I’m attending the technical track this morning – Mobile Feast: Reaching Library Customers via Mobile Technology and Can Your Library Provide the Electronic Content That People Want and Need. I’ll just summarize both of them in this post, rather than trying to do two at once.
The twitter hashtag for the sessions is #plavss11.
Michael Casey and Christopher Baker started off with a discussion of mobile technology and how to reach patrons. 47% of mobile consumers use connected media – they expect immediate access via the device they choose, they expect it to be easy to use from their device and they expect the resources and functionality of the site. Libraries need to consider cost of delivery for all of this as well as staffing new points of service in the mobile arena.
Michael Casey discussed the use of Library Anywhere which lets your patrons search your catalog – may be a cheaper alternative to III’s airpac (their mobile product). Christopher mentioned the need to make it optional – don’t force tablet users to the mobile site. They also discussed the LibGuide feature that makes a mobile site from each of the guides natively.
Where do you start? With vendors that have mobile sites – Overdrive, Database Apps (Ebsco, etc). The fact that you can’t opt out of Overdrive’s mobile site in the iPad (for example) was mentioned. Bad design.
They discussed the challenges of SMS reference. They use LibAnswers.
They’d like to see increased ILS interoperability, fewer difficulties in creating seamless design transitions. There are limitations of downloadable content, a cost for delivery of this, staffing mobile services appropriately, and understanding shifting points of service.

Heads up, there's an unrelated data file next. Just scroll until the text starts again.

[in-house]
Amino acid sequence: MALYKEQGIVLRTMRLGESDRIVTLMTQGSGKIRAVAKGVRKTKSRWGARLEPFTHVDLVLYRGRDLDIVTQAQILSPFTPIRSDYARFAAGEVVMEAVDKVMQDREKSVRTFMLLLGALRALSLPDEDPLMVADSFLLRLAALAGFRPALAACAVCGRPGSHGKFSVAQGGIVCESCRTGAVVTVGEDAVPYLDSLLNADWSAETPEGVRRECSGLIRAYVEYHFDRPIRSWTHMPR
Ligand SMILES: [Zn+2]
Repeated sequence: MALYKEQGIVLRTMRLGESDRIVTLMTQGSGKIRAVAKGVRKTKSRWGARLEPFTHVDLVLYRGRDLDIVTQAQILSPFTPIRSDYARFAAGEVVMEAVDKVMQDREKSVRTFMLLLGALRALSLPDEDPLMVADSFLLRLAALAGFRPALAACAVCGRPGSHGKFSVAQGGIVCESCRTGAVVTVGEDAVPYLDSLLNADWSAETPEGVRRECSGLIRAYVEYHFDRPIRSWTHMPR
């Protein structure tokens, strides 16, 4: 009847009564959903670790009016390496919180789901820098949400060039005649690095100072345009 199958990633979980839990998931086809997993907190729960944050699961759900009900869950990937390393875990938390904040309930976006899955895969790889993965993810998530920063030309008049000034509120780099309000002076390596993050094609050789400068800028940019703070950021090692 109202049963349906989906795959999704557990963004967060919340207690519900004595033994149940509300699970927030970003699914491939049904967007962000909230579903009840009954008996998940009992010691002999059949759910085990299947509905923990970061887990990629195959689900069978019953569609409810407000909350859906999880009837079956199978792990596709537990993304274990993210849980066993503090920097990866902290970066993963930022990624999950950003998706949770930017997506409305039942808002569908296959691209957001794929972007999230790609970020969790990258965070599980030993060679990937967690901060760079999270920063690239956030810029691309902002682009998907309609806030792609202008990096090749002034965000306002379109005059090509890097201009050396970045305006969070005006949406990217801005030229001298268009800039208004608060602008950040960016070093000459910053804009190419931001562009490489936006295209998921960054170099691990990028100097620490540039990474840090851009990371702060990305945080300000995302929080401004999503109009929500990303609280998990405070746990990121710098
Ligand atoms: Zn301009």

They also discussed what we control vs. what we don’t. The most important thing we don’t control is the tool that the user chooses to access our services.
Michael started with a Libraries = Community + Content. He showed a slide that shows that 90% of the US population averages $31,244 a year. Reuse space – more digital content means more space for libraries.
He talked about the future of DVDs (see Netflix and Redbox) – libraries should be considering what we will do when movies are only streaming?
Next he showed an info graphic about how Netflix killed Blockbuster. He thinks we need to do what Netflix does – what if we could provide the content to the patrons as well as Netflix.
It’s a question of content access – libraries have to provide access as easily as Netflix and Amazon.
Save Libraries – www.libraryrenewal.org – Library Renewal
ALA EQUACC – ALA presidential task force on equitable access to electronic content – equacc.ala.org
Before the session, I talked to a guy who uses his iPad to manage a lab – insight teacher’s Assistant. Worth a look for our PCC lab.
The presentation started with handouts with the step-by-step directions to restrict software in Group Policy. Beth gave an overview of group policy (which we don’t use enough) and the Group Policy Management Console. She continued with policy precedence. Local to site to domain to org unit. Whitelist or blacklist? Whitelist by directory is coming up. Not a bad idea for the PCC. Computer or user? Hash or software path?